at Midway Island."
210 THE WRECKER.
Somehow I was not so sure ; there were elements in
the case, not known to Pinkerton the fears of the cap
tain, for example that inclined me otherwise; and the
idea that I had terrified Mr. Dickson into flight, though
resting on so slender a foundation, clung obstinately in
my mind. " Shouldn't we see the list of passengers ? "
"Dickson is such a blamed common name," returned
Jim ; " and then, as like as not, he would change it."
At this I had another intuition. A negative of a
street scene, taken unconsciously when I was absorbed
in other thoughts, rose in my memory with not a feature
blurred : a view, from Bellairs's door as we were coming
down, of muddy roadway, passing drays, matted tele-
graph wires, a Chinaboy with a basket on his head, and
(almost opposite) a corner grocery with the name of
Dickson in great gilt letters.
"Yes," said I, "you are right; he would change it.
And anyway, I don't believe it was his name at all ; I
believe he took it from a corner grocery beside Bel-
" As like as not," said Jim, still standing on the side-
walk with contracted brows.
" Well, what shall we do next ? " I asked.
" The natural thing would be to rush the schooner/'
he replied. " But I don't know. I telephoned the cap-
tain to go at it head down and heels in air ; he answered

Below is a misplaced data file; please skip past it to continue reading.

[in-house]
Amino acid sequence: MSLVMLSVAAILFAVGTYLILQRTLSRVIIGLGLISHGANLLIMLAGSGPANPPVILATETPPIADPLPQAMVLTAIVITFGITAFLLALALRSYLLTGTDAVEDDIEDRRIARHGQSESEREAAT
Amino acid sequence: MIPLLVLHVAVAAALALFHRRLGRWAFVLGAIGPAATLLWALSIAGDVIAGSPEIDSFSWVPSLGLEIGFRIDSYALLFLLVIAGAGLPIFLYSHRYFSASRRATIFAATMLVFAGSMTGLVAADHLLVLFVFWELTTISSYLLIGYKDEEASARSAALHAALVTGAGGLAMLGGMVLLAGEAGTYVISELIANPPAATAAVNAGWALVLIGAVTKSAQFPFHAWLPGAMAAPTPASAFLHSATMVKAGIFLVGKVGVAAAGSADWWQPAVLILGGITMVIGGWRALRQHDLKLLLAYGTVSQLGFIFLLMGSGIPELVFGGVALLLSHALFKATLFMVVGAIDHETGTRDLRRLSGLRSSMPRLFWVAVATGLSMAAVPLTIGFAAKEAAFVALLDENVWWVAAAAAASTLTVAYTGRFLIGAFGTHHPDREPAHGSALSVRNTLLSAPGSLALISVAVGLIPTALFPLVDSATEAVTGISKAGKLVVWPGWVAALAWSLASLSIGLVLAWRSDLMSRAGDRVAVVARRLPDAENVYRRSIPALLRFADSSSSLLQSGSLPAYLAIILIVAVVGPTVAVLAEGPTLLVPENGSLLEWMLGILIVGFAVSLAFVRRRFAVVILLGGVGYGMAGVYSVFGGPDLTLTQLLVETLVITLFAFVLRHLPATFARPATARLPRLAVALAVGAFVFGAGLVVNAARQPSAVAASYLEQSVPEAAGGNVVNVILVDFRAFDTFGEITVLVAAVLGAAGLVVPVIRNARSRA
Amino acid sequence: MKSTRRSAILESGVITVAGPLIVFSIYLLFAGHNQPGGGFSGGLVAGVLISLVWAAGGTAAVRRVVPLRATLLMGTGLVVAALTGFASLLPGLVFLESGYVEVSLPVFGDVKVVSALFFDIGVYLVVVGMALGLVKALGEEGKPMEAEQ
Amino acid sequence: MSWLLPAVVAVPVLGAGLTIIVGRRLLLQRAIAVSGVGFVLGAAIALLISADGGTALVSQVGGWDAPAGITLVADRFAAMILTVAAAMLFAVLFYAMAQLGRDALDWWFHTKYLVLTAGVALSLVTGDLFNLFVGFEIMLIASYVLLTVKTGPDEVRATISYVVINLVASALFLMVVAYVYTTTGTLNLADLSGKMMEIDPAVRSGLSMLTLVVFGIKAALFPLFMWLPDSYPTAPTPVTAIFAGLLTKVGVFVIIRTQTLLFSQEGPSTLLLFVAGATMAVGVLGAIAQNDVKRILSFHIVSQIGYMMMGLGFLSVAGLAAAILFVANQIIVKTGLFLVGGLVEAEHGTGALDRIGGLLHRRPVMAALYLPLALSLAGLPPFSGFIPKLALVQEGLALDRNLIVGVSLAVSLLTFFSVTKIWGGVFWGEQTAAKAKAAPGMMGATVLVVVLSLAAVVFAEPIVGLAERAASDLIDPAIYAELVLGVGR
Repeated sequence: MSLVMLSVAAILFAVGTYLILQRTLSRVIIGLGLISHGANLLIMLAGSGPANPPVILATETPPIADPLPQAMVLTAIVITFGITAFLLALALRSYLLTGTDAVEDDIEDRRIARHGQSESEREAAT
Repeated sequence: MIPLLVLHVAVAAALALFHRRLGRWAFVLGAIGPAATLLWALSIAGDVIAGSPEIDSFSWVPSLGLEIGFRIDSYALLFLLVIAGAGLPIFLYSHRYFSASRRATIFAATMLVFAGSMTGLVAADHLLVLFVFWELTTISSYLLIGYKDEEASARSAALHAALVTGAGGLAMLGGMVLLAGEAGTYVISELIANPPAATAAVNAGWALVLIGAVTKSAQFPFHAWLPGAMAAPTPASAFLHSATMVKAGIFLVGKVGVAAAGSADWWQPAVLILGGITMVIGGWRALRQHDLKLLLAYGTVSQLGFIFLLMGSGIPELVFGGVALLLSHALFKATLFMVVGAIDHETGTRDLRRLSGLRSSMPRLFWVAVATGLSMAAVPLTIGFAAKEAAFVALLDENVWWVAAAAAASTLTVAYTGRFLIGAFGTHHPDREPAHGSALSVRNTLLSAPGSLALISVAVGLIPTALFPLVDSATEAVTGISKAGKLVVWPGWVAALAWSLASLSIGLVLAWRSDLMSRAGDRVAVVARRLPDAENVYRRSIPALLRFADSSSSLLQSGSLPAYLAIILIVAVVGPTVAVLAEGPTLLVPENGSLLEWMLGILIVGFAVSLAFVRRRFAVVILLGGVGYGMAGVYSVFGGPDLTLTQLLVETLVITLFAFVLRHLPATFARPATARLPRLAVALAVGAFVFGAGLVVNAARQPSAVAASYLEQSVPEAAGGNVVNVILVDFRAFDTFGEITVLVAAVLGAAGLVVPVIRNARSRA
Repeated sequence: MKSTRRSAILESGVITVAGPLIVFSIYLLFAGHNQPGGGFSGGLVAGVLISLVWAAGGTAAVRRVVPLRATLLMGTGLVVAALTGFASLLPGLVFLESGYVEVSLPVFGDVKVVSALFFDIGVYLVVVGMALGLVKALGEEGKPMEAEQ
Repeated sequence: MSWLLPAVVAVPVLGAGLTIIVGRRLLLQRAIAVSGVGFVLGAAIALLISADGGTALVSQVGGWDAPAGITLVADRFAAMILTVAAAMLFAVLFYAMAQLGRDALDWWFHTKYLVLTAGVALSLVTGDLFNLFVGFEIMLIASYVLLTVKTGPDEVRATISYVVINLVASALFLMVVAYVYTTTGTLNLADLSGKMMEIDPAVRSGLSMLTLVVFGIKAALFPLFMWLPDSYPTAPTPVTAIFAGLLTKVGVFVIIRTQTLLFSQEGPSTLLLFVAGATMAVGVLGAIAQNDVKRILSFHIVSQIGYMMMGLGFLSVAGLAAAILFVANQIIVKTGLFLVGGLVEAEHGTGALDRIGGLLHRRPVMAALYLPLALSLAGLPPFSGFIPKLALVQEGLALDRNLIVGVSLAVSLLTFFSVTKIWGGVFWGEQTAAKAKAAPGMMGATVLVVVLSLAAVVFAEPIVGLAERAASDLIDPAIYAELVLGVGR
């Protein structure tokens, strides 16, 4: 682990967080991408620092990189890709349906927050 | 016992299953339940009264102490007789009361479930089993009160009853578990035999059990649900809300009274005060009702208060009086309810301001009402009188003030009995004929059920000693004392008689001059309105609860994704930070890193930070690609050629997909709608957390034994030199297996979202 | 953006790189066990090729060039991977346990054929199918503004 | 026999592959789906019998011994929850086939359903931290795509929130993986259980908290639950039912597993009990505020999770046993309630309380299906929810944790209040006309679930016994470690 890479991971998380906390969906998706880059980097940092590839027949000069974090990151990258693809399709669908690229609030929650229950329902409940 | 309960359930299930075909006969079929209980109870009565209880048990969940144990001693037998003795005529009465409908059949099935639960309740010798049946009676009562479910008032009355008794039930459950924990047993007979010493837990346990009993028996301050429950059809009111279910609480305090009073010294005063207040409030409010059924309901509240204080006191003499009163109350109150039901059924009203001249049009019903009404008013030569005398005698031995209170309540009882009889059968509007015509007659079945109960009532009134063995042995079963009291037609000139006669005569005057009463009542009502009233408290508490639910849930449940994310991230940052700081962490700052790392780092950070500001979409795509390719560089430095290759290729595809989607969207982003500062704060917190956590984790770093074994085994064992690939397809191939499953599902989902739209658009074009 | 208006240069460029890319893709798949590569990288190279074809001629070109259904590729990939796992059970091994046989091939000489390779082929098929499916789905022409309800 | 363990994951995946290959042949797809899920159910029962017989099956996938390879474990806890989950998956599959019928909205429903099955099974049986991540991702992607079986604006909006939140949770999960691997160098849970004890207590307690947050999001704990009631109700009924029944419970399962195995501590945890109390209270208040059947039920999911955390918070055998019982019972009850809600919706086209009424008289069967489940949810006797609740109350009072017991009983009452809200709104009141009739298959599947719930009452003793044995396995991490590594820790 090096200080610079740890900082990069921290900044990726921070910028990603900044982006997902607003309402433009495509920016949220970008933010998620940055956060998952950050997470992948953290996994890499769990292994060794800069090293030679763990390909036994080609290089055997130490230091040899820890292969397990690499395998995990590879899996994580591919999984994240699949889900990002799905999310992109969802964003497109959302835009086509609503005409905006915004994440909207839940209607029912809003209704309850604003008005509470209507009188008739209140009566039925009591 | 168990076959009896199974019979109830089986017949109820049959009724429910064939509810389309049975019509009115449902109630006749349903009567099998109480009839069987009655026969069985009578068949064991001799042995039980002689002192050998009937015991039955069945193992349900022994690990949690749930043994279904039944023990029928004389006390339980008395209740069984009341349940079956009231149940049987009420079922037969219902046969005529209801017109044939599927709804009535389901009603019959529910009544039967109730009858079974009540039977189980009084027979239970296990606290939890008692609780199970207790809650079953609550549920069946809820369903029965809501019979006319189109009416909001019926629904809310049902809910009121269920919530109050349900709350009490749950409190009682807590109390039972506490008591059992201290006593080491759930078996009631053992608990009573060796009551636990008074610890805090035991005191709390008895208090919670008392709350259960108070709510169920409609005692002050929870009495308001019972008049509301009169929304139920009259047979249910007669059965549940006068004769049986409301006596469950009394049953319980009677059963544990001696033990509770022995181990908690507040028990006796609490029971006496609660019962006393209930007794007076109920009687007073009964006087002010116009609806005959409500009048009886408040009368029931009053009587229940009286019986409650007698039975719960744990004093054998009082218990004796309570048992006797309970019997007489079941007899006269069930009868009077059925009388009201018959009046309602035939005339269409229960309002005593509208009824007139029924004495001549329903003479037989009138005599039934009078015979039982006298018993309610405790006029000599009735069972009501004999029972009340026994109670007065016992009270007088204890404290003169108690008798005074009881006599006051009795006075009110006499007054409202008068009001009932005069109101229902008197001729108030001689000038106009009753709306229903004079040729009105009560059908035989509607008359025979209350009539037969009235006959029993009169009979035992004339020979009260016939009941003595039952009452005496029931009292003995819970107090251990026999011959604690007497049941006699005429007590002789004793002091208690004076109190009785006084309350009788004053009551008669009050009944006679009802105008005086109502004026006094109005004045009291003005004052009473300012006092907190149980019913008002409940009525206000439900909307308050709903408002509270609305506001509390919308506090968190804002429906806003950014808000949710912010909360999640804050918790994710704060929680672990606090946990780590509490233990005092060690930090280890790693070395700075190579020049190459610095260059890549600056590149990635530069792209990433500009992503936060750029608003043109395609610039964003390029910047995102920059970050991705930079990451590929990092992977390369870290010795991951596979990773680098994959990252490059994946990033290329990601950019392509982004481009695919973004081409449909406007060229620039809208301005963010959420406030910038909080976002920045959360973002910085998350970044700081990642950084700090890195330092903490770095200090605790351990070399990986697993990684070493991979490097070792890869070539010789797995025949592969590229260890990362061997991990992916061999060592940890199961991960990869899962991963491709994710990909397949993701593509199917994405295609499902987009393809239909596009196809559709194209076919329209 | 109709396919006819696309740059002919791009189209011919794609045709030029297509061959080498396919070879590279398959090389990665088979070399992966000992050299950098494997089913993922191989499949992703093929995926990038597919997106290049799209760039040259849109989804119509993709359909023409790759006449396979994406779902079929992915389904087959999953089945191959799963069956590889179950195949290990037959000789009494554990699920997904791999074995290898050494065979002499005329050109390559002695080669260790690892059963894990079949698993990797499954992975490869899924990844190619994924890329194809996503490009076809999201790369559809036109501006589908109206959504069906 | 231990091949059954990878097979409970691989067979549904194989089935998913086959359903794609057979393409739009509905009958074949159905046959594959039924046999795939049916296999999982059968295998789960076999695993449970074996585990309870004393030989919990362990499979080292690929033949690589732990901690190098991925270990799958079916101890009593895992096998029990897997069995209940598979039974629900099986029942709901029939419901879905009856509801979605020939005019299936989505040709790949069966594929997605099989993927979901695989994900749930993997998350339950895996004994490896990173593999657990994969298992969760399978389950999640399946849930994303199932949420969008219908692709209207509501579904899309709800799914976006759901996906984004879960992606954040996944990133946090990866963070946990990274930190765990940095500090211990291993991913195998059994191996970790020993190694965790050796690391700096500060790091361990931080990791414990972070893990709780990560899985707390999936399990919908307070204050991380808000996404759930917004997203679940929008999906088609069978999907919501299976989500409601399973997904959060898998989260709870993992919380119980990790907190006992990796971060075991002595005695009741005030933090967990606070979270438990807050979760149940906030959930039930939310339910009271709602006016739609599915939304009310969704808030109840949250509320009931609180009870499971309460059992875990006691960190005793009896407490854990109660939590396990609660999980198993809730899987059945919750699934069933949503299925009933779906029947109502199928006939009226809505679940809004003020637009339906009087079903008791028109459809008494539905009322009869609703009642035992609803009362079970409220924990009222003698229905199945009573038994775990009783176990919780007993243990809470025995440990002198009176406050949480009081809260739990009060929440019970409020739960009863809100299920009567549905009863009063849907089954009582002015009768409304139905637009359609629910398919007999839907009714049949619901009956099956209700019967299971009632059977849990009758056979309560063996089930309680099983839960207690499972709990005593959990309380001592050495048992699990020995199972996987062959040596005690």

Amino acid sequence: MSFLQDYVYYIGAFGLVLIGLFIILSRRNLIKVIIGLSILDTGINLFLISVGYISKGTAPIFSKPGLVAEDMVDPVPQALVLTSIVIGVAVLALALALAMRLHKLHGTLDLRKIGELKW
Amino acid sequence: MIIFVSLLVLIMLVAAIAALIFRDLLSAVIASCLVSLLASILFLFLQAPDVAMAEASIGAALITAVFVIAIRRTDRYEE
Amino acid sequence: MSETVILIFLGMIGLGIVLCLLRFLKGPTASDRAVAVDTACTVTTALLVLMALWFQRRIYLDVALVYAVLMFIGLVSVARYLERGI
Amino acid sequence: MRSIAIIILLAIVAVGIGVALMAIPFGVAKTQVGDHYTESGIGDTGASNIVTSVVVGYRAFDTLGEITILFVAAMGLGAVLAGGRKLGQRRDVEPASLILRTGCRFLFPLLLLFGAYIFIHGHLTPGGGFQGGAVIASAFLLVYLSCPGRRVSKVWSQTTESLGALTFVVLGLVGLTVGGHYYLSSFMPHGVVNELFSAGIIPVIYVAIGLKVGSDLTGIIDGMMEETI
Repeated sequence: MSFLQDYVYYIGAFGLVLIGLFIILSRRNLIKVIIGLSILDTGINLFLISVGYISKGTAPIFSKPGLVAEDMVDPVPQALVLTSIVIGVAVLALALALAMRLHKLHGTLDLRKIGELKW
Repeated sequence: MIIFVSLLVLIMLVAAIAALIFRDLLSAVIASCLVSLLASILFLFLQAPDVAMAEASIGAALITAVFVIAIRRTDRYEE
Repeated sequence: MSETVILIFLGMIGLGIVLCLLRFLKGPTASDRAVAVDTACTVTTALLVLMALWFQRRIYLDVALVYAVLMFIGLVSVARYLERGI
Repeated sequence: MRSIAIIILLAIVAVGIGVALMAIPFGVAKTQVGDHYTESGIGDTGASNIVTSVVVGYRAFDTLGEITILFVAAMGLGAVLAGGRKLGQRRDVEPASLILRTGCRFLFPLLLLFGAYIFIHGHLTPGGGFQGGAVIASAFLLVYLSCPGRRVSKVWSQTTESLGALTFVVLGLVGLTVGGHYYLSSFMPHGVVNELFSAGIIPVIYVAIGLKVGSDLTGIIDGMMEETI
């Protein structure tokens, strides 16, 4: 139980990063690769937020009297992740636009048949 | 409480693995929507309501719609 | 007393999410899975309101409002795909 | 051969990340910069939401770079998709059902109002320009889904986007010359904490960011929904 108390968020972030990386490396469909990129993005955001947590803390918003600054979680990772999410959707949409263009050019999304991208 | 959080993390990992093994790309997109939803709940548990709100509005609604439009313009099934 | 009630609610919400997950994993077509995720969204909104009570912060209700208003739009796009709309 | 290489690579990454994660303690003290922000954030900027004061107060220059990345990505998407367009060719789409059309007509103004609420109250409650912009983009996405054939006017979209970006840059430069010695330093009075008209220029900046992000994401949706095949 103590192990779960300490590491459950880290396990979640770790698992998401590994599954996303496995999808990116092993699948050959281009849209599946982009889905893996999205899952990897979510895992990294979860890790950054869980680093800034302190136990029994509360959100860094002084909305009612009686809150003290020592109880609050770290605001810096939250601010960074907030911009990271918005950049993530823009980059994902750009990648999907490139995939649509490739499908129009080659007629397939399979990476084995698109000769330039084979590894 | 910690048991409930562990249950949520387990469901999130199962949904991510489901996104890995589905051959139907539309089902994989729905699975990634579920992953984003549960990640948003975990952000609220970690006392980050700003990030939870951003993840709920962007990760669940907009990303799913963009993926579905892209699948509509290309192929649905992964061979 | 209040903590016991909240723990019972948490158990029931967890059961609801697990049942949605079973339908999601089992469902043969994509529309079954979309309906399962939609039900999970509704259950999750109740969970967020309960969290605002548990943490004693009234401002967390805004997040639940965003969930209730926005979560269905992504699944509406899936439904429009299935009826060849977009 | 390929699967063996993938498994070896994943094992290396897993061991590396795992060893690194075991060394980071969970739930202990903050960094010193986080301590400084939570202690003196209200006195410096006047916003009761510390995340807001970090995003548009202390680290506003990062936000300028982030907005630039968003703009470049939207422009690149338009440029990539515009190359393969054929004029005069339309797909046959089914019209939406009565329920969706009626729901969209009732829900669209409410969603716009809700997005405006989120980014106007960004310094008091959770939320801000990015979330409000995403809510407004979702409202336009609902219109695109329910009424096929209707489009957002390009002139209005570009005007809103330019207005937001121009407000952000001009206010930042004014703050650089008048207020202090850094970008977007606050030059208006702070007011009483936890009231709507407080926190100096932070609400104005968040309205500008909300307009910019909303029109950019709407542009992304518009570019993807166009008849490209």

like a little man; and I guess he's getting around. I
IN WHICH THE CREW VANISH. 211
believe, London, we'll give Trent a chance. Trent was
in it ; he was in it up to the neck ; even if he couldn't
buy, he could give us the straight tip."
"I think so too," said I. "Where shall we find
him ? "
" British consulate of course," said Jim. " And that's
another reason for taking him first. We can hustle that
schooner up all evening ; but when the consulate's shut,
At the consulate, we learned that Captain Trent had
alighted (such is I believe the classic phrase) at the
What Cheer House. To that large and unaristocratic
hostelry we drove, and addressed ourselves to a large
clerk, who was chewing a toothpick and looking straight
" Captain Jacob Trent ? "
" Gone," said the clerk.
" Where has he gone ? " asked Pinkerton,
" Cain't say," said the clerk.
"When did he go ? " I asked.
" Don't know," said the clerk, and with the simplicity
of a monarch offered us the spectacle of his broad back.
What might have happened next I dread to picture,
for Pinkerton's excitement had been growing steadily,
and now burned dangerously high ; but we were spared
extremities by the intervention of a second clerk.
" Why ! Mr. Dodd ! " he exclaimed, running forward to
the counter. " Glad to see you. sir ! Can I do anything
in your way ? "
212 THE WRECKER.
How virtuous actions blossom! Here was a young
man to whose pleased ears I had rehearsed Just before the
battle, mother, at some weekly picnic ; and now, in that
tense moment of my life, he came (from the machine)
to be my helper.
" Captain Trent of the wreck ? O yes, Mr. Dodd ; he
left about twelve; he and another of the men. The